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A Writer’s Reference Books

Edith on retreat in Vermont, on a glorious summer morning.

Daddy, aka Allan Maxwell, JR, at the dinner table. 1923-1985. I still miss his gentle humor, keen sense of justice, and his devotion to finding the facts even during dinner.

We all know Mr. Google is our friend, much of the time. But for reference books, nothing beats sitting down and leafing through some real pages made out of paper. My dear departed father was famous for leaping up from the family dinner table when one of his four children asked a question. He’d let his food cool while he brought back the appropriate reference book from our extensive shelves laden with multiple encyclopedias and dictionaries. He’d find the answer and read it out loud.

I have a shelf full of writing reference volumes, not counting my American Heritage Dictionary. I need to get back to my WIP this morning, so I’m not going to list them all out, but I think you can see them pretty clearly. I have books on poison. On revision and manuscript submission. On what police officers know and do.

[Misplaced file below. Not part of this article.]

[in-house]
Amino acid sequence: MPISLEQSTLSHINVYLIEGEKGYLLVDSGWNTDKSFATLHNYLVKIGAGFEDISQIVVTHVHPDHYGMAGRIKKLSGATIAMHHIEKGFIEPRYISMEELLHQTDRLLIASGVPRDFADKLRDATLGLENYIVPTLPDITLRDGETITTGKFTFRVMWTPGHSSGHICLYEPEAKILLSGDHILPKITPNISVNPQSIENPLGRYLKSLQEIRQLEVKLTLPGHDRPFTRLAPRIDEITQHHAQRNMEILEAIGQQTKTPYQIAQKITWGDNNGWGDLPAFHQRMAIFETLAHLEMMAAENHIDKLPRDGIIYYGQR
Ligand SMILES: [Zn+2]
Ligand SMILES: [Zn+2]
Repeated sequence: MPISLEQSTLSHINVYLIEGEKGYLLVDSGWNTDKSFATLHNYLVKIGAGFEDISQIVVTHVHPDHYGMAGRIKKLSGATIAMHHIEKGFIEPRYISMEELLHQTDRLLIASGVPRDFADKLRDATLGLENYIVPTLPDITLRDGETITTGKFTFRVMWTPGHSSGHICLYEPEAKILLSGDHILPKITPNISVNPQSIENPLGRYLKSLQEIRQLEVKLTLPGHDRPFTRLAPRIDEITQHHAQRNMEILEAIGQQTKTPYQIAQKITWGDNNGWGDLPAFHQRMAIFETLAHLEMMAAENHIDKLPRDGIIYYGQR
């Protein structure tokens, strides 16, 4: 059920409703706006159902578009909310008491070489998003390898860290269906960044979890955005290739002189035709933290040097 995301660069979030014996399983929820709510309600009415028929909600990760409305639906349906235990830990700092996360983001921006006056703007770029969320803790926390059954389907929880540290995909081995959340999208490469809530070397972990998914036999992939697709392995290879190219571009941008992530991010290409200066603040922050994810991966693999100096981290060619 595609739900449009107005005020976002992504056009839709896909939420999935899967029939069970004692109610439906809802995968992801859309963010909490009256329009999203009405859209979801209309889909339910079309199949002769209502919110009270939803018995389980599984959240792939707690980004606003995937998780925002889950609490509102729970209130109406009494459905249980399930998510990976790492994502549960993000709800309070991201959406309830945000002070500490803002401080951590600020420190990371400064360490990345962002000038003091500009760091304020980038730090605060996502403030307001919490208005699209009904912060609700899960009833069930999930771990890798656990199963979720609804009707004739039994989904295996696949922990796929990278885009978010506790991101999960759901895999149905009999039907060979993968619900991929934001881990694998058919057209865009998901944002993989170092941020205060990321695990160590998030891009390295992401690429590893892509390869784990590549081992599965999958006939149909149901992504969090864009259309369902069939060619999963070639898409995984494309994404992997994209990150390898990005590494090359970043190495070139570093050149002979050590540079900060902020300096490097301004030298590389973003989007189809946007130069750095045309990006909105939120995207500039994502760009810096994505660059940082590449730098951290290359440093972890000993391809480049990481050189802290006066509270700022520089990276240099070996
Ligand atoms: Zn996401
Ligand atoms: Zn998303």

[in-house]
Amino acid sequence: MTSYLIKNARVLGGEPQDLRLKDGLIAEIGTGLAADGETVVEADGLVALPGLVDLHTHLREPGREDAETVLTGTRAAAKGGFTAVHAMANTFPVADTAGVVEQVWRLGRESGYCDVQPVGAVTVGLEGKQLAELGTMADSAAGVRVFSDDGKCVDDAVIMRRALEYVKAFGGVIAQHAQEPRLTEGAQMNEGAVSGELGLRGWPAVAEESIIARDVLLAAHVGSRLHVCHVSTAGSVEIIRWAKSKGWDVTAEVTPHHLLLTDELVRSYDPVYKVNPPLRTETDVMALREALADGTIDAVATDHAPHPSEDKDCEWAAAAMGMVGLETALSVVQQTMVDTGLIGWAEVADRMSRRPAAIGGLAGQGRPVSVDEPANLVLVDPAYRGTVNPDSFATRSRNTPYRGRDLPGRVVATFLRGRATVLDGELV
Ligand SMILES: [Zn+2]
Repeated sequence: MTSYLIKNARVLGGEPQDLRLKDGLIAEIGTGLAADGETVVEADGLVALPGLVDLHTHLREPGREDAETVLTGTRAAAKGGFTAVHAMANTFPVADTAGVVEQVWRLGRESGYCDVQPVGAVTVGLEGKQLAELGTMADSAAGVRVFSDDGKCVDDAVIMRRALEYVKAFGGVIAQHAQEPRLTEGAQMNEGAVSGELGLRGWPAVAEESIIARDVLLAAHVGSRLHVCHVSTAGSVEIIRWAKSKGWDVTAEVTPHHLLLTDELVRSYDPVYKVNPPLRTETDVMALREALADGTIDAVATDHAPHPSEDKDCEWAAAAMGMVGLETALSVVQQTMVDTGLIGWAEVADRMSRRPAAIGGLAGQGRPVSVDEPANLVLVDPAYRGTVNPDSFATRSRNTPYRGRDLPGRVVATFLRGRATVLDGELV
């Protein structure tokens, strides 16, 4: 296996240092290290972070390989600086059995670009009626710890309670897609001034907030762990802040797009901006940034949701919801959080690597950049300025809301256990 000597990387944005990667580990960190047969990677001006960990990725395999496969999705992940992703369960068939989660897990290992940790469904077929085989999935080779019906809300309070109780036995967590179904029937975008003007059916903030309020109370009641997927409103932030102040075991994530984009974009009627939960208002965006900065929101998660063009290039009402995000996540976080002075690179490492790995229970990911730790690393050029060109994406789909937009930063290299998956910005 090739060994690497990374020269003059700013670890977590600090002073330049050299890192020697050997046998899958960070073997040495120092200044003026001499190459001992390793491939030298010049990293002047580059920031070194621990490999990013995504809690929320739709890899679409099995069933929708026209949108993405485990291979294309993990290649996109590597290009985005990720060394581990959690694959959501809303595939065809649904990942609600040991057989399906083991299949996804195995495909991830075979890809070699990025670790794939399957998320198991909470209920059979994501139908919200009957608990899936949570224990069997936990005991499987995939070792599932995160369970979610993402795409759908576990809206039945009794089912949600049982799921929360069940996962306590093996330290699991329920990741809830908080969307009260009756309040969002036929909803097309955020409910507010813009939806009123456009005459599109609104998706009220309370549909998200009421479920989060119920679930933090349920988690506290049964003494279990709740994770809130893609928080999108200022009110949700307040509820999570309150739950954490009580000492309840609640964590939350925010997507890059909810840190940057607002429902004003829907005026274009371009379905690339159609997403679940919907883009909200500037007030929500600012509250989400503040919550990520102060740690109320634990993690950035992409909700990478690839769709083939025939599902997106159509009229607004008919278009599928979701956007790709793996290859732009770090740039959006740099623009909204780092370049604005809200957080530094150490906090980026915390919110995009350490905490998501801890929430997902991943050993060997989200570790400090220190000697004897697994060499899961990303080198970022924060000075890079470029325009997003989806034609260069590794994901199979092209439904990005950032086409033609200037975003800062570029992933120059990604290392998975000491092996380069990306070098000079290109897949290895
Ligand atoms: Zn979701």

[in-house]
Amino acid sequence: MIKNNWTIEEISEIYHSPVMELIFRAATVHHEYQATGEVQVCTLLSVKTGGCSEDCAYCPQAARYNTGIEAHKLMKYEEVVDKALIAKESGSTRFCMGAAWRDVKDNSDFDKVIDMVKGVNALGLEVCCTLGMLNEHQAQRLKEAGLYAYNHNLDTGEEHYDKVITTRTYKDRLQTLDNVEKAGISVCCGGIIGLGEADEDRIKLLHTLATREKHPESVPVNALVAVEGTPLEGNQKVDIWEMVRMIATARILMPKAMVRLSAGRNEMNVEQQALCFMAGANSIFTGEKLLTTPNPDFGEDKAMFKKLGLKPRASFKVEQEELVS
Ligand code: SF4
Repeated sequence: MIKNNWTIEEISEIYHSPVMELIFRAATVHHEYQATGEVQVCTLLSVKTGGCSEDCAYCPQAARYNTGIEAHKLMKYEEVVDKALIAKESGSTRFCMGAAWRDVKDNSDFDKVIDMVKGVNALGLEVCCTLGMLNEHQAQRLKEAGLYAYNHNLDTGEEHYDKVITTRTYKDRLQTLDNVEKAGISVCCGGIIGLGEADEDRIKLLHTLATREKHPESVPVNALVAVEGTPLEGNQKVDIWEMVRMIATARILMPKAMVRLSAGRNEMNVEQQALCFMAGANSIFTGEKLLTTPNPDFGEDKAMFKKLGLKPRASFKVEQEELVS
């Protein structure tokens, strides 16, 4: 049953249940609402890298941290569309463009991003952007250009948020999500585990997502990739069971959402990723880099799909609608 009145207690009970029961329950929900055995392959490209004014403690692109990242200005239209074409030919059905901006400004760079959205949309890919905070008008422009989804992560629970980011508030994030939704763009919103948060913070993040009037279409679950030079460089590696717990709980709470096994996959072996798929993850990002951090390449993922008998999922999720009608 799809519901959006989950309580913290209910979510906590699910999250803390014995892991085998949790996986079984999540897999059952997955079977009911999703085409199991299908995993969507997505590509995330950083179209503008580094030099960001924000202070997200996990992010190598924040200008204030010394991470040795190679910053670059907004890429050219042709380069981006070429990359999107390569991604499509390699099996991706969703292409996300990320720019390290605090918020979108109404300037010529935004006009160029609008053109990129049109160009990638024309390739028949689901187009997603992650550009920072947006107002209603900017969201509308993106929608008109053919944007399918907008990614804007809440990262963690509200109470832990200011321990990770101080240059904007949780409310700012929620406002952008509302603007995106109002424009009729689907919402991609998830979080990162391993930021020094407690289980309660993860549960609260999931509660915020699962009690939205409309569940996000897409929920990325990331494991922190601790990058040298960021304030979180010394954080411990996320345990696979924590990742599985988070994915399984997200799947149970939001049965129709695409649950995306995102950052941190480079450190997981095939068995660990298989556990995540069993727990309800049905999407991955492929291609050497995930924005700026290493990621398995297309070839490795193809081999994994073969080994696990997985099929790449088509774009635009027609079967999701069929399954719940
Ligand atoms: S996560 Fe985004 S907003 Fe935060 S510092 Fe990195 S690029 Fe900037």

I have books on the craft of writing mysteries (including Hallie Ephron‘s Writing and Selling Your Mystery Novel), general fiction, and memoir. Books on forensic linguistics. More about police procedure.

And I have the Emotion Thesaurus, the Dictionary of Idioms, and several valuable sources of historical information for the late 1800s.

That’s not all the reference books, of course, but it’s the core. I couldn’t write without them! If there are any you can read the title or author for, just ask.

Readers: Your favorite reference books for whatever you do?

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